PARADISE VALLEY, Ariz. — Before Justin Blackmon, there was Dez Bryant. Before Dez Bryant, there was Adarius Bowman. Before Adarius Bowman, there was Rashaun Woods.
Three first-round draft picks and Bowman, who coulda been a contender had he stayed on the straight and narrow.
Through two very different head coaches and three distinct offensive styles and four assorted offensive coordinators and five diverse quarterbacks, there's been one constant for Oklahoma State football.
The Cowboys always have a big-time receiver, and Blackmon is among the reasons OSU is Big 12 champ and in the Fiesta Bowl against Stanford on Monday night.
Two questions. 1. What's the secret of OSU's success? 2. Who's next?
The assembly line is established. The Cowboys have convinced us. They're going to have a big-time receiver.
But the next star might have to come from the back of the pack.
OSU loses three seniors and Blackmon, who almost certainly is NFL-bound. Blackmon, Josh Cooper, Hubert Anyiam and Colton Chelf have combined for 508 career catches.
The Cowboys return just 167 career catches from their receiving corps, led by Tracy Moore's 73.
My money's on sophomore Michael Harrison, who through two seasons has just 33 catches but has shown flashes.
Offensive coordinator Todd Monken points out that Blackmon had just 20 career catches going into the 2010 season, including four in the preceding Cotton Bowl. Then Blackmon won back-to-back Biletnikoff Awards as the nation's top receiver.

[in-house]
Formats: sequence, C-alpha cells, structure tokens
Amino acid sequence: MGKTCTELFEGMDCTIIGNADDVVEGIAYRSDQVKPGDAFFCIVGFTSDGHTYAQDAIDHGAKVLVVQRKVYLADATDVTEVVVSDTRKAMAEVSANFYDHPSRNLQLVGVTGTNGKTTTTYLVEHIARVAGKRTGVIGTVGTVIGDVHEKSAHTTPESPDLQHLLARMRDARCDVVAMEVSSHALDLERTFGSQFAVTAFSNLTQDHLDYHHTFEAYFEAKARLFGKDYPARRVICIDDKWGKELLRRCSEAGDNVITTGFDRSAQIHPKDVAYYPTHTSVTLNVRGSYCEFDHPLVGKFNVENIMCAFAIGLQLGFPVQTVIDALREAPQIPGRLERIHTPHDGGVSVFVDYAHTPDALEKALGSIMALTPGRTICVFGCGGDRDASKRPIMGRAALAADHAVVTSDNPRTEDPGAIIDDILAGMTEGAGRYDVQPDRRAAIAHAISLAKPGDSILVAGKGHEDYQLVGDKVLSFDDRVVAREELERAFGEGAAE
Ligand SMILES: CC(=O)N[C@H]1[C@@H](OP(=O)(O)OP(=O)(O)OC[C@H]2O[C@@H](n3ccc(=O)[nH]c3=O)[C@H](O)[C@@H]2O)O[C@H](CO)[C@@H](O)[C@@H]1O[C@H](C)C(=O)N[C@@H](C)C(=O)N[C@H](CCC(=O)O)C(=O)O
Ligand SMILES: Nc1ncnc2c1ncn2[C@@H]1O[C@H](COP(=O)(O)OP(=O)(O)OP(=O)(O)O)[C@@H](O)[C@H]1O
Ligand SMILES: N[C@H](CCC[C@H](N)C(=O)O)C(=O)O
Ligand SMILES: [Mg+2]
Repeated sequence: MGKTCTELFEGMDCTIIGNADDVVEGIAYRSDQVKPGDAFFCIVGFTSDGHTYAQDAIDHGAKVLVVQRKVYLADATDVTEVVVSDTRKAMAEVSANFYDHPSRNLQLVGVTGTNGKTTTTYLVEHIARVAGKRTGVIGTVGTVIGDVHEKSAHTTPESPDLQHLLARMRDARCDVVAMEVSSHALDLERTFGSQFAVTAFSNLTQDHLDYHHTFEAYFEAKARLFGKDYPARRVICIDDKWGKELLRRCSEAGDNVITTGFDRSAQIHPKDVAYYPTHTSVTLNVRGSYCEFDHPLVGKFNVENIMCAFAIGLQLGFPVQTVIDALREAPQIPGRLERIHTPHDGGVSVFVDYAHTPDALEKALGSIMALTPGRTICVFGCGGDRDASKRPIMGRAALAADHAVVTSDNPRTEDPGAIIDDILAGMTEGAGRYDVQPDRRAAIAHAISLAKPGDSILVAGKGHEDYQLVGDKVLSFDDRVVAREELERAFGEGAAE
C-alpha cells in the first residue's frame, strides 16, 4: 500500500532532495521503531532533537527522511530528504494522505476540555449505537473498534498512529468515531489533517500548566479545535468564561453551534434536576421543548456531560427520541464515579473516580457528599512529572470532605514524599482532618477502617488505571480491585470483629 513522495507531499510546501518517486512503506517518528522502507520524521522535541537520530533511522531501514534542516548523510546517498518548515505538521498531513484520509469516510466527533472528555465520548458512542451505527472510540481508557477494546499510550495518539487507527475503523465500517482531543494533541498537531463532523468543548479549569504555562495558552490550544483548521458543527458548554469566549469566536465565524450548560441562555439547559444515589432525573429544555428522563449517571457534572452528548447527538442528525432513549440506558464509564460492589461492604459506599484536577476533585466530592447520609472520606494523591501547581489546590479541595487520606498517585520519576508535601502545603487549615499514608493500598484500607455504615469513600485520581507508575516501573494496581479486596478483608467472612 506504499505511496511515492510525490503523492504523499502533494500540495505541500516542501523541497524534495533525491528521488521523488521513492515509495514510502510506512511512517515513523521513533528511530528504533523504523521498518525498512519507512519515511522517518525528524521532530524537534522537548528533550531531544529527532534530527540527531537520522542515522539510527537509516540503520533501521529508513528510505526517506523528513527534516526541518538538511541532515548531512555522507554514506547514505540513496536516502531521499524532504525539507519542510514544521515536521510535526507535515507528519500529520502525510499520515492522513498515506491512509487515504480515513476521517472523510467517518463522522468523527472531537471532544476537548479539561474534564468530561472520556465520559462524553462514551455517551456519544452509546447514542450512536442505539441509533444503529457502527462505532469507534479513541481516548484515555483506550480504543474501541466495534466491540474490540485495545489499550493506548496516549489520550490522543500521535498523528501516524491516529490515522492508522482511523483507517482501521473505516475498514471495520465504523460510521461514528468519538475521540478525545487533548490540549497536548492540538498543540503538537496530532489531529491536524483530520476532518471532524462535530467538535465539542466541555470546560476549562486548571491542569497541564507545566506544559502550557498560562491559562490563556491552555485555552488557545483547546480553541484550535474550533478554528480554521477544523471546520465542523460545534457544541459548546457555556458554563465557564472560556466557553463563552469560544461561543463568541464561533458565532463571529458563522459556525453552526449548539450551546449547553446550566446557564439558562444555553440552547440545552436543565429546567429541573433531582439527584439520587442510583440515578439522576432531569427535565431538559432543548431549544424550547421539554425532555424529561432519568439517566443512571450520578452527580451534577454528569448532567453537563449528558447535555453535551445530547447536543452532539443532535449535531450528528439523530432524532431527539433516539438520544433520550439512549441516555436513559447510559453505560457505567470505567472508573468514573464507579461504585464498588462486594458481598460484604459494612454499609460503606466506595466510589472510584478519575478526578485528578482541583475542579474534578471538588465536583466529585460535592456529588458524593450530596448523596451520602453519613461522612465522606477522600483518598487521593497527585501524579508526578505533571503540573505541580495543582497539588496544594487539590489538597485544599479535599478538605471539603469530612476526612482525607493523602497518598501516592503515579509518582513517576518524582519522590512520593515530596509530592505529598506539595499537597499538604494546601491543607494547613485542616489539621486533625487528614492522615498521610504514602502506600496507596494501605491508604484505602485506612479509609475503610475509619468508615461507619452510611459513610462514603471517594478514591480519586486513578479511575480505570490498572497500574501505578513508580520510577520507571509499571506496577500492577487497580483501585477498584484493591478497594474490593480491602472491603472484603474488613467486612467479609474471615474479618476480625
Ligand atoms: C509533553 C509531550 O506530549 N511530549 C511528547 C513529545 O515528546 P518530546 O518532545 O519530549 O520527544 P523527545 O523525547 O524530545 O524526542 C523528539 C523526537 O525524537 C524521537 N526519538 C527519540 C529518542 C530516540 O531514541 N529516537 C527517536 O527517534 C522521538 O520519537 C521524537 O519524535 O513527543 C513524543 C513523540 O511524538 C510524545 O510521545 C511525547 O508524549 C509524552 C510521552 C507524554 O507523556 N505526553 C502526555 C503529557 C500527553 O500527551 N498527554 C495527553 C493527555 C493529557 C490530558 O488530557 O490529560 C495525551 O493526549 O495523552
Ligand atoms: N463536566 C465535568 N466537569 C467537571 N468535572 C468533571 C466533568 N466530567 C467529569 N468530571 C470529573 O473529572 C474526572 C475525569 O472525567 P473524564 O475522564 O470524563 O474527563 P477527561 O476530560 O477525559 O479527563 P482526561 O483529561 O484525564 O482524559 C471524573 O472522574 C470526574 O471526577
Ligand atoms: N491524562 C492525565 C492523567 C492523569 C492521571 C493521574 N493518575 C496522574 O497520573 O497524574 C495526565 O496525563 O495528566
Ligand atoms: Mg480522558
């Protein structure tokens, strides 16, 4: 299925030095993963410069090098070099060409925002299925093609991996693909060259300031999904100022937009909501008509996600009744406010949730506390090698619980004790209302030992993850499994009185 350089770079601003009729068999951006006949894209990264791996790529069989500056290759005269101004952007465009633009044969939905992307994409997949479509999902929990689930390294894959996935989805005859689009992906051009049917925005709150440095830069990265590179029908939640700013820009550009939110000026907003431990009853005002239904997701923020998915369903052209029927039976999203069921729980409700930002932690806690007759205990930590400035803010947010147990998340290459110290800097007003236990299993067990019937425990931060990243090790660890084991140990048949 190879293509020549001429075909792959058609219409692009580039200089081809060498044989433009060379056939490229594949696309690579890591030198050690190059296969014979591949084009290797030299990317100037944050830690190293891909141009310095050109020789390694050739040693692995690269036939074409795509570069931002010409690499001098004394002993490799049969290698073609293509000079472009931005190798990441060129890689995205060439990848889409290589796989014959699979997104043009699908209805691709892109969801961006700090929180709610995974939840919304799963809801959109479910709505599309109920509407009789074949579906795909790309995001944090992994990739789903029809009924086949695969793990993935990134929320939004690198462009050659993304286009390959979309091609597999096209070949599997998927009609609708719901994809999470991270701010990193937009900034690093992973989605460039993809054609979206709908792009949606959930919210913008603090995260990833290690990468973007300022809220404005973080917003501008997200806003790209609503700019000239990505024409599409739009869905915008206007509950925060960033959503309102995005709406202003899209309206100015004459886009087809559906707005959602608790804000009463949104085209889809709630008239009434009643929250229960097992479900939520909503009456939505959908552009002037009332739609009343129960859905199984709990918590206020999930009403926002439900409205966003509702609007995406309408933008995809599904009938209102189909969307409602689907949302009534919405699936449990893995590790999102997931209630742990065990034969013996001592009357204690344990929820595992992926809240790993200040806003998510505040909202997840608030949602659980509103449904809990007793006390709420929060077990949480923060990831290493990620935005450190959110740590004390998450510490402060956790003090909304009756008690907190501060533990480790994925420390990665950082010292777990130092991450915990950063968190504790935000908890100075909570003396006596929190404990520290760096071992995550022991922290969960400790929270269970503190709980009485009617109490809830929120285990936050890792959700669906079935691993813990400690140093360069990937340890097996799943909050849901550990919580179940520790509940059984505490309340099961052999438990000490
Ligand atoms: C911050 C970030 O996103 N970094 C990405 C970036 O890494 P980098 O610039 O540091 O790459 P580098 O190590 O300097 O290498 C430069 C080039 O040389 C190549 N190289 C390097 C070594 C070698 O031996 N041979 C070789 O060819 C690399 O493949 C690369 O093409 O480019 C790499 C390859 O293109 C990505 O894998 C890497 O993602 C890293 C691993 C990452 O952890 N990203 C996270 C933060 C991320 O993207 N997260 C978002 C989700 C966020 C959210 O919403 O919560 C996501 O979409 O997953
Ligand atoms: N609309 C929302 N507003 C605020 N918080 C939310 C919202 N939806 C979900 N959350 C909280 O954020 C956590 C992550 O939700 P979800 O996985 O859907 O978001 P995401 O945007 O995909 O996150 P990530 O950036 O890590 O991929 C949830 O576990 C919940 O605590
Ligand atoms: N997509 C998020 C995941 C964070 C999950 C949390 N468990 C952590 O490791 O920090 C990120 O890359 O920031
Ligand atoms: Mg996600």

“Hard to know until you really count on 'em,” Monken said. “How guys react when they're that guy.”
Moore and Isaiah Anderson (39 career catches) will be seniors in 2012. Freshman Josh Stewart has 19 catches this season. All have had their moments, jumping out of the shadow cast by Blackmon and Cooper. All could find the spotlight against Stanford.
But quarterback Brandon Weeden, who also is departing, likes my Harrison pick.
“I think Mike Harrison has the chance to be really, really good,” Blackmon said. “I tell him all this time, if he learned to quit doing his own thing and do it the way the coaches teach him how to do it, he has great hands. Like Blackmon, he has a chance to be special.”
Weeden also tossed out a wild card – redshirting freshman Torrance Carr.
Anything is possible. While Dez was an athletic sensation as soon as he hit campus, Woods (out of Millwood) and Blackmon (Plainview) were unheralded recruits who developed into a superb receiver, and Bowman was a transfer from North Carolina.
Blackmon. Weeden. Levy Adcock. Sometimes, you don't the stars coming.
Which helps explain the receiver bonanza. Since Les Miles' arrival as head coach in 2001, the Cowboys have thrown the ball. Usually to only one receiver (Woods) under Miles, and now to hordes in the Weeden era.
“I think that's attractive,” Weeden said. “Other guys throughout the country see that; (think) that will be fun to be in that offense and catch 100 balls a year.”
So from Josh Fields throwing to Woods and Bobby Reid throwing to Bowman and Zac Robinson throwing to Dez and Weeden2Blackmon, the Cowboys produce great receivers.
Next season, a new quarterback will be throwing. Bank on him throwing to someone who becomes a star.
Berry Tramel: Berry can be reached at (405) 760-8080 or at firstname.lastname@example.org. He can be heard Monday through Friday from 4:40-5:20 p.m. on The Sports Animal radio network, including AM-640 and FM-98.1. You can also view his personality page at newsok.com/berrytramel.